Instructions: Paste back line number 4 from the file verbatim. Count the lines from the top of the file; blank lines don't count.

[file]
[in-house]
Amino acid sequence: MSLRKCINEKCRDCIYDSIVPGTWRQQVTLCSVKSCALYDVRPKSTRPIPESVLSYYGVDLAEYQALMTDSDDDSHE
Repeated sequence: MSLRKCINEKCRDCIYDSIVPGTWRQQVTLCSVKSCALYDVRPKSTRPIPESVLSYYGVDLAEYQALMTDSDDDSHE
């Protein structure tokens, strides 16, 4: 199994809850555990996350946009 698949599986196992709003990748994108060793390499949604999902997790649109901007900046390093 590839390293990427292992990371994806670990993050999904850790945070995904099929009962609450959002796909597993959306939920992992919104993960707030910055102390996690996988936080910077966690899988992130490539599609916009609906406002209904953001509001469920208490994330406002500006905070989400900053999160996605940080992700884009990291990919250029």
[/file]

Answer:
């Protein structure tokens, strides 16, 4: 199994809850555990996350946009 698949599986196992709003990748994108060793390499949604999902997790649109901007900046390093 590839390293990427292992990371994806670990993050999904850790945070995904099929009962609450959002796909597993959306939920992992919104993960707030910055102390996690996988936080910077966690899988992130490539599609916009609906406002209904953001509001469920208490994330406002500006905070989400900053999160996605940080992700884009990291990919250029």